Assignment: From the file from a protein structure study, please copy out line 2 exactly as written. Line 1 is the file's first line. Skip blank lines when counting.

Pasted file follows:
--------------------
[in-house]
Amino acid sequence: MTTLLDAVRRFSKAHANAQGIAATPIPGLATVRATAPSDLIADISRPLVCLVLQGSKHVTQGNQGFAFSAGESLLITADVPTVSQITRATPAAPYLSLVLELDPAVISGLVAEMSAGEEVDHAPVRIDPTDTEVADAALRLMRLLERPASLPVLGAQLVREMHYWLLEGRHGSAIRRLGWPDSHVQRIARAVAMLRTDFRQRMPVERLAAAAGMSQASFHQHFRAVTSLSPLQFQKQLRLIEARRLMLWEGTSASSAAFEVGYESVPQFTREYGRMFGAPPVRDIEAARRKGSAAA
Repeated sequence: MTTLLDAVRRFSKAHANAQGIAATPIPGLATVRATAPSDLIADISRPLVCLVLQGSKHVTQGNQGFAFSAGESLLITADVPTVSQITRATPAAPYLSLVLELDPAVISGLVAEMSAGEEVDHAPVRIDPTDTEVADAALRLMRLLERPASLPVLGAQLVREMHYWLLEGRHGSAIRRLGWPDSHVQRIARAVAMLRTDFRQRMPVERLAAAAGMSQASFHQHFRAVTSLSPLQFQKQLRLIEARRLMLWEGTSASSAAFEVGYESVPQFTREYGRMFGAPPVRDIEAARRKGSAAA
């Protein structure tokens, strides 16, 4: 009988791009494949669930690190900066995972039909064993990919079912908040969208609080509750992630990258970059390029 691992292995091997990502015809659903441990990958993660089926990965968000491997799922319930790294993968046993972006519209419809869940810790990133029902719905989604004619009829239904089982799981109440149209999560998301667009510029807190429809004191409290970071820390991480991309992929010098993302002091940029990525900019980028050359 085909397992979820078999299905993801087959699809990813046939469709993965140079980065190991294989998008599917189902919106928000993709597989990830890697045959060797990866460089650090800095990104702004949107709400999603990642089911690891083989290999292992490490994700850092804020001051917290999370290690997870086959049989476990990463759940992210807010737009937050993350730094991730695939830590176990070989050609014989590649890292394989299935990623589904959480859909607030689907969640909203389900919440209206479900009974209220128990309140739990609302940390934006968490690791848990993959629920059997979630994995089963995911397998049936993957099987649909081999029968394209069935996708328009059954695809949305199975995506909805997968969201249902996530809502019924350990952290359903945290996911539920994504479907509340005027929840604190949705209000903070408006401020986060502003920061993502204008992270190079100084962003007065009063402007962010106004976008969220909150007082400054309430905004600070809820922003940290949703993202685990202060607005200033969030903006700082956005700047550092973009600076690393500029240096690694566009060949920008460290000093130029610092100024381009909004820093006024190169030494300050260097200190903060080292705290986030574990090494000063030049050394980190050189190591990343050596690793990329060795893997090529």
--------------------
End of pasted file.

Amino acid sequence: MTTLLDAVRRFSKAHANAQGIAATPIPGLATVRATAPSDLIADISRPLVCLVLQGSKHVTQGNQGFAFSAGESLLITADVPTVSQITRATPAAPYLSLVLELDPAVISGLVAEMSAGEEVDHAPVRIDPTDTEVADAALRLMRLLERPASLPVLGAQLVREMHYWLLEGRHGSAIRRLGWPDSHVQRIARAVAMLRTDFRQRMPVERLAAAAGMSQASFHQHFRAVTSLSPLQFQKQLRLIEARRLMLWEGTSASSAAFEVGYESVPQFTREYGRMFGAPPVRDIEAARRKGSAAA